It’s so strange and oddly mesmerizing how owning a handy-cam was an option chosen by a few just a few years ago.
Camera was an exclusive accessory that you bought and used for special occasions.
Fast forward to the current day, and every pocket has a camera in it.
Couple that with what we call the internet and the sheer video production that the world is seeing, and all this is nothing short of phenomenal.
And of course, the first demand of any kind of recorded media is storage. The odd thing about storage is, it’s never enough.
Especially if you are involved in any kind of video production very quickly will you realize, hey I am running out of space.
Of all the domains of applications that demand big data storage, video production is without a doubt one of the biggest generators of the ever-increasing storage demand.
Ranging from photographers, YouTube content creators to filmmakers, all demand a video editing process that has power, speed, and of course excess storage.
The solution to all that extra footage is obviously a simple straightforward one, i.e., getting more storage in the form of hard drives, SSDs, etc.
While the solution is simple, you encounter more issues and limitations as your video editing process grows more expansive and involves a team.
Eventually to streamline everything all editors look towards a NAS or RAID-based storage/editing process.
So, first things first,
Can You Edit Off a NAS?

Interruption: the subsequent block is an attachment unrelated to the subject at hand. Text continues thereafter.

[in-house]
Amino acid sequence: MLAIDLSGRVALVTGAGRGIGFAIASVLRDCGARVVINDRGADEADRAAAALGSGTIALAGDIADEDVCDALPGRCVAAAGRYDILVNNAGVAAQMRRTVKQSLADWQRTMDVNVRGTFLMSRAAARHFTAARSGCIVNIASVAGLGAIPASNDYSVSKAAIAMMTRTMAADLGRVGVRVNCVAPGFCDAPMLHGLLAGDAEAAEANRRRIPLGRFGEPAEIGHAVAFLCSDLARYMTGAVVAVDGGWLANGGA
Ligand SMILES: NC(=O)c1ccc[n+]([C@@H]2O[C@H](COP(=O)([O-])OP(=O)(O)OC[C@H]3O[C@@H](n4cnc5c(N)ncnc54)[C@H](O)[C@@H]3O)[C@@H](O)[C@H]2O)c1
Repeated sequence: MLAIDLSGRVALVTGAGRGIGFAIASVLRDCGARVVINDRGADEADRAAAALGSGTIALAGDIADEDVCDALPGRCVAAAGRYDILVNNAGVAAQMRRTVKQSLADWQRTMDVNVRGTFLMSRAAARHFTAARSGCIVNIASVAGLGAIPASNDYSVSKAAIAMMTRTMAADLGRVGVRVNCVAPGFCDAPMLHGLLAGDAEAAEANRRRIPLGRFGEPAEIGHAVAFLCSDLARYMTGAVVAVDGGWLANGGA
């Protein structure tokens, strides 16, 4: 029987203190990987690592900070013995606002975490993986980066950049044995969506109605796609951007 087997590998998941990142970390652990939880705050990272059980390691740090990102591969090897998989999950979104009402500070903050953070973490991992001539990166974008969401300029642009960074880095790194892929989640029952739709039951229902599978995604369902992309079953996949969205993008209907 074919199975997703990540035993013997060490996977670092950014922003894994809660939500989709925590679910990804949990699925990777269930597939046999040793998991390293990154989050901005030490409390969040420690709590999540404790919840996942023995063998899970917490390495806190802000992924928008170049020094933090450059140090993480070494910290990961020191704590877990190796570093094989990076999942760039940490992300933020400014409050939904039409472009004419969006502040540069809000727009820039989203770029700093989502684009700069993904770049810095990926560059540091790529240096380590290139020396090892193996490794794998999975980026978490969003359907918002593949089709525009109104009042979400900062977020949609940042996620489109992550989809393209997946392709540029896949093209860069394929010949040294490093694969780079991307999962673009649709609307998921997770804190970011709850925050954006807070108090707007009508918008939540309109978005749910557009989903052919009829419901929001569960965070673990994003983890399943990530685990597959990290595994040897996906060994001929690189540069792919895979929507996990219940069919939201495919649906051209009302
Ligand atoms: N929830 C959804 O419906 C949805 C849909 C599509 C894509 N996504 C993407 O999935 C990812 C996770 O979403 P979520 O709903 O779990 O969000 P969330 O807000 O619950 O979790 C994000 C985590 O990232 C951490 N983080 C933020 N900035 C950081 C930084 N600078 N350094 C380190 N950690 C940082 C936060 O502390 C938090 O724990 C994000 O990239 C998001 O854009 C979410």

The answer is yes you can and if you do it right it offers so many distinct advantages over your traditional HDD/SSD storage setup. That being said, editing off a NAS drive isn’t plug-and-play and will require an experienced hand to set it up.
Until recently, most editing setups used and were happy with editing off internal/external HDDs/SSDs. But as things progressed, online technologies found pace and people developed a love for 4K performance and storage demand increased too.
From SATA drives people in order to have enhanced performance moved on to NVMe SSDs and Thunderbolt DAS RAID storage units.
This was a good switch; the only problems were first, the prohibitive costs of NVMe drives in addition to their low capacities for the given cost.
And second, was the poor portability of Thunderbolt RAID DAS apart from their single connection architecture.
And thus, the question can you edit off a NAS becomes relevant.
In the subsequent sections, let’s get a little deeper into the topic and discuss all related topics around the general vicinity of can you edit off a NAS.
Read the article till the very end because I want you to leave this page with a lot of insights regarding NAS based video editing process.
Also, here are more articles that I feel someone like you who is interested in storage might like
- Best NAS for 4K streaming
- Best NAS hard drives to get for your NAS box.
- Best SSDs for video editing.
- How to use SSDs for video editing?
- Is SSD important for video editing?
- Are curved monitors good for video editing?
Advantage of Editing of A NAS
So, I explained how the video editing process went in stages from using HDDs to SATA SSDs to NVMe drives, and is now gravitating towards finding better solutions.
So, in what ways does a NAS-based environment benefit in a task like video editing.
- Performance Improvements: When you edit off a NAS over 10Gbe you can receive around 1000MB/s performance which if you wish can be further improved using link aggregation or network interface port upgradations. On Thunderbolt NAS the performance metrics can hit 1600MB/s.
- Hardware Upgrades: With traditional SATA/NVMe mechanisms you have a hard cap as to how high you can go. With NAS you can upgrade the connection without changing the current storage units by PCIe upgrades on both NAS and external card adapters to elevate the connection to double, triple or even quadruple of the current performance.